You may find that, in the course of running one-shots, your players want more. They want not just an adventure, but a grand adventure. An epic worthy of Homeric verse. They want a campaign, to climb from the humble beginnings of a new adventurer to the peak of a living legend, or die trying. It’s a challenge for both players and GMs. This isn’t going to be a short story, or even a novel. This is going to be a whole cycle of novels. A trilogy of movies with a couple one-off side stories thrown in before the sequel trilogy. It’s a big undertaking and relatively few are able to do it.
There are some aids to a GM who wants to try this experience. Wizards of The Coast has put out a couple large scale adventure modules such as Curse of Strahd and Rime Of The Frostmaiden which do take players through a number of levels and require several sessions to get through. Think of it as a “light” campaign, one where the plot lines and supporting cast are all worked out for you. If you can run one of these, start to finish, and everybody is happy at the end of it, then you’re probably ready to take the next step: the custom campaign.
A custom campaign is the ultimate challenge for a GM. No safety net, no training wheels, no handy sidebars to help you out. But, on the other hand, nobody to dictate to you what sort of story to tell or what setting to put it in. While Dungeons & Dragons may have officially adopted the Forgotten Realms setting for Fifth Edition, it’s not the only possible setting. Wizards of The Coast has a number of them, and there are third-party publishers out there who’ve put out their own settings, such as Warchief Gaming’s Auroboros: Coils Of The Serpent and Edge Studios’ Adventures In Rokugan. If you’re feeling especially ambitious, you can craft your own setting. The lands, the cultures, the people, the history, the pantheons, all created by you for your players to explore. Or you can go the other way, creating a simple village and surrounding areas, then expanding out as the players push beyond the established borders. This is one time where taking notes and remembering what happened is especially important. By the time you reach the end, you’ll have a distinctive world created by you and your players.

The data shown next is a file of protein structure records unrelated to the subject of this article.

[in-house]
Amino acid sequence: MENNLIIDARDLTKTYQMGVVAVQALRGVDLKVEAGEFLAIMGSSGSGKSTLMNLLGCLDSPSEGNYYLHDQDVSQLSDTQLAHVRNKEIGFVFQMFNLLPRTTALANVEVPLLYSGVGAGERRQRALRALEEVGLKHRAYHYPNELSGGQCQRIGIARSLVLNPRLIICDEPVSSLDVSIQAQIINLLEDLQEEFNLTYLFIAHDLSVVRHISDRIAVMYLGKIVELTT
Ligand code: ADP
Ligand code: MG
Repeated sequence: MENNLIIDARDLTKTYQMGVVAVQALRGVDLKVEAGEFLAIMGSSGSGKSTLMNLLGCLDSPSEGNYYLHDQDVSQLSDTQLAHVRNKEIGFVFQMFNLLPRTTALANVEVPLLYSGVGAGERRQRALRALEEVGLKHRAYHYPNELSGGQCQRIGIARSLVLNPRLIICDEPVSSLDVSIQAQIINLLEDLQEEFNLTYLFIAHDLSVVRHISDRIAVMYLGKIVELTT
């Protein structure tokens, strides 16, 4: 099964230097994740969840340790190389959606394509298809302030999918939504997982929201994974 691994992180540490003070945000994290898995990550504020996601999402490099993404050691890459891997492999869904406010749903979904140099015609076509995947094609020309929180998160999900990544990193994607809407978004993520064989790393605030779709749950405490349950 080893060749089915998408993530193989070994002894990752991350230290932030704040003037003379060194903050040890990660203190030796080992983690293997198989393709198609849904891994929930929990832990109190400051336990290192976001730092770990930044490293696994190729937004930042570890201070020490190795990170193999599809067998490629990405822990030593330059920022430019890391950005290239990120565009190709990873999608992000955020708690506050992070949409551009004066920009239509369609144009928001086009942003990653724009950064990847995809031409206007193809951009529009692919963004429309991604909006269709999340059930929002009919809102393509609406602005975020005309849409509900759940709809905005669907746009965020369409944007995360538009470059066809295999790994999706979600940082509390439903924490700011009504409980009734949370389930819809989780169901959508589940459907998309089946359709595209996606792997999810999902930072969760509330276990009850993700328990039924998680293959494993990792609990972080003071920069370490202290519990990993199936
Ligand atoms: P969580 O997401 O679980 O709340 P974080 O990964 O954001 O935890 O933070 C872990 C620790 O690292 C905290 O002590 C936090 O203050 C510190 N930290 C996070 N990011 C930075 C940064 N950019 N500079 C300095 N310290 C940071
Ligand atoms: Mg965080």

It’s a big thing, moving behind the screen and taking on the role of Game Master. But it’s also one of the most exciting and incredible adventures you’ll ever go on. And you’ve got the tools to make it happen. Gather the party and go forth.